“Opportunities to Leverage the Freelance Talent Pool” was originally published by HR People & Strategy in July 2019.
In an economy where the competition for competent workers has reached war-like proportions, finding new ways to bring top talent on board can create significant competitive advantage. One talent pool that companies sometimes overlook is the community of professional freelancers and contract workers—both in the U.S. and abroad—who are taking advantage of flexible, project-driven work opportunities.
According to the U.S. Department of Labor, one out of ten employed adults in the U.S. are full time contract or freelance workers, with another two out of ten working part time or moonlighting on a remote basis. While the numbers may seem surprising, they reflect a growing trend towards workplace flexibility as well as the desire amongst many workers to supplement a full-time income with part-time earnings.
Collectively, freelance professionals represent a fresh and powerful talent pool available to organizations willing to tap into it. It can, however, be challenging for a large organization to figure out how to successfully find and hire these individuals. Let’s take a look at some of the barriers organizations face when seeking to leverage talent from the ranks of contract or gig workers, as well as some things an organization can do to more easily find, attract, and retain good independent talent.
4 Reasons Organizations Struggle to Find and Hire Independent Contractors
Most large organizations are set up with traditional employment structures in mind. This creates a number of barriers when it comes to working with gig workers, including:
- They don’t know where or how to find good contract workers. Despite the proliferation of such sites as Upwork and Freelancer.com, good freelancers aren’t always easy to find. Once established, many of the best independent contractors succeed at establishing sufficient work flow through networking and word of mouth, so they tend to fly under the radar of companies using more established channels such as staffing agencies or on-line platforms.
- They don’t have effective vetting and hiring procedures for freelance talent. Independent contractors don’t look for work in the same way that people who are looking for employment do. It can also be difficult to judge in advance how a freelancer will actually perform once hired. Hiring them therefore requires a different approach than most companies are used to using when hiring employees. The lack of efficient sourcing, selection and hiring procedures for gig workers can lead many organizations to shy away from seeking contract workers or exploiting this rich talent pool.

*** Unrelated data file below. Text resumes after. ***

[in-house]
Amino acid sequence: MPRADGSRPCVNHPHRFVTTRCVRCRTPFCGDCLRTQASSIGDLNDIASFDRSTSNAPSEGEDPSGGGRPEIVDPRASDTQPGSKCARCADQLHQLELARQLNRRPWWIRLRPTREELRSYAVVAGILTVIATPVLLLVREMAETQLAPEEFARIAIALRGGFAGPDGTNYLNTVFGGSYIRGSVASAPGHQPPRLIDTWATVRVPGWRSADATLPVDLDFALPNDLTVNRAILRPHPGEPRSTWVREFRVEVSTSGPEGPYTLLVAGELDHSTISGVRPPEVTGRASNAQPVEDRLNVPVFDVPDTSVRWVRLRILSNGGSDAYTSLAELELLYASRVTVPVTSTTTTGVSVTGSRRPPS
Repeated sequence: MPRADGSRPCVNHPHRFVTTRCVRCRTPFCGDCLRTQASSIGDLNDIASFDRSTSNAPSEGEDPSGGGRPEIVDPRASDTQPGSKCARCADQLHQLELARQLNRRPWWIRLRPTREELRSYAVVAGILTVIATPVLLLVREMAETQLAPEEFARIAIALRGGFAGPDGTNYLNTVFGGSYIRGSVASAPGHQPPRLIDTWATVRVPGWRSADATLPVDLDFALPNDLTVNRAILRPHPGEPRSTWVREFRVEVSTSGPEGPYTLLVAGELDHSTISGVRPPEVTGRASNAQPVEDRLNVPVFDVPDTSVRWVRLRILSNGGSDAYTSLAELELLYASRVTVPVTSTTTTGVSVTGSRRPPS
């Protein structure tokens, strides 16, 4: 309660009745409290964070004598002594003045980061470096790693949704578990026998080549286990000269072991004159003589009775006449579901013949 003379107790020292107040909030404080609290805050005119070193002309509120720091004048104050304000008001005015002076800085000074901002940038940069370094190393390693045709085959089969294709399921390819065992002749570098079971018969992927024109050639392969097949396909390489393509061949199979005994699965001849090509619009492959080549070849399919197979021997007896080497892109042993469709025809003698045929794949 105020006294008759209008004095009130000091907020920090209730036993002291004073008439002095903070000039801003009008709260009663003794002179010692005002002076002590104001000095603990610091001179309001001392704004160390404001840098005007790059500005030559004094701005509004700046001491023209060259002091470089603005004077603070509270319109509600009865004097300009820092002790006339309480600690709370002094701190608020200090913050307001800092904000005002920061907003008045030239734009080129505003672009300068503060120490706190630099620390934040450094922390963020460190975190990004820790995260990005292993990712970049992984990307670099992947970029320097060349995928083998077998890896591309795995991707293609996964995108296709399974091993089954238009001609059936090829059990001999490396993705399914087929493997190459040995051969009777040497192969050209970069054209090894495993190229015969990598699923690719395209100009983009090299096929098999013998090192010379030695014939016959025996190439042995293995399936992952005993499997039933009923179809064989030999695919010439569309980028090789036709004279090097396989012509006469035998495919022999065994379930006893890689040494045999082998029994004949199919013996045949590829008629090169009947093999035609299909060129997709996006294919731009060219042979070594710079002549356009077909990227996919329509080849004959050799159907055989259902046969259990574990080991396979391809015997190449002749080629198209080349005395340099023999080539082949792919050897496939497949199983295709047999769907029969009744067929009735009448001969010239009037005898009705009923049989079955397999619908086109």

- They don’t know how to effectively manage contractors. Freelancers tend to have an independent approach, and/or work more effectively when handling incremental or short-term assignments. Sometimes, working with them can challenge the traditional corporate mindset. While many contract workers are capable of producing superior work, it can be difficult for managers in a corporation to know how to integrate them effectively into existing work processes or with existing teams of workers. Even when a contractor brings great value to your organization, knowledge transfer from the contractor to internal teams can be lacking due to unclear expectations or limits on time for knowledge transfer.
- They require legal processes that freelancers aren’t equipped to deal with. Lengthy and/or complex contracting processes may put off many contract workers, who don’t have the time or resources to deal with them. Most large companies have agreements which are 25-40 pages in length and require extensive legal review to understand let alone negotiate. Most gig workers will opt for easier, less onerous requirements. Additionally, large companies also have unrealistic insurance requirements that place undue burden on contract workers to carry levels of insurance that can be cost prohibitive.
Organization Design for the Contract Economy
So, how does an organization overcome these barriers to tap into this dynamic pool of motivated, innovative, and talented workers?
Leveraging the contract economy effectively starts with a mindset shift. Rather than thinking of roles within the organization simply as positions to be hired or outsourced through an agency, it can be useful to start taking a closer look at the work involved. Does it require a hard-to-find skillset? Is it work that, while essential, won’t be needed every day? These may be indications that the role may be well suited to a contract worker. Being open to the idea of working with independent contractors is the first step to being able to utilize them effectively.
Next, leaders seeking to leverage freelance workers need to put some thought into designing their organizations to successfully find, onboard and manager freelance workers. Consider:
- What processes do you need to put in place to search for and find qualified gig workers?
- How might your hiring or contracting processes need to change to make procurement as hassle-free as possible both for your organization and for a contractor?
- How will you integrate these workers into your organization? How will you set your organization up to manage them effectively and leverage their skills and expertise?
These are not easy questions. Adapting your organization to take advantage of the growing gig economy may be challenging. However, companies that struggle to attract and retain top talent may find that the benefits outweigh the difficulties. Designing your organization to leverage freelancers and contractors can bring improved productivity, increased innovation, and enhanced competitive advantage for your company.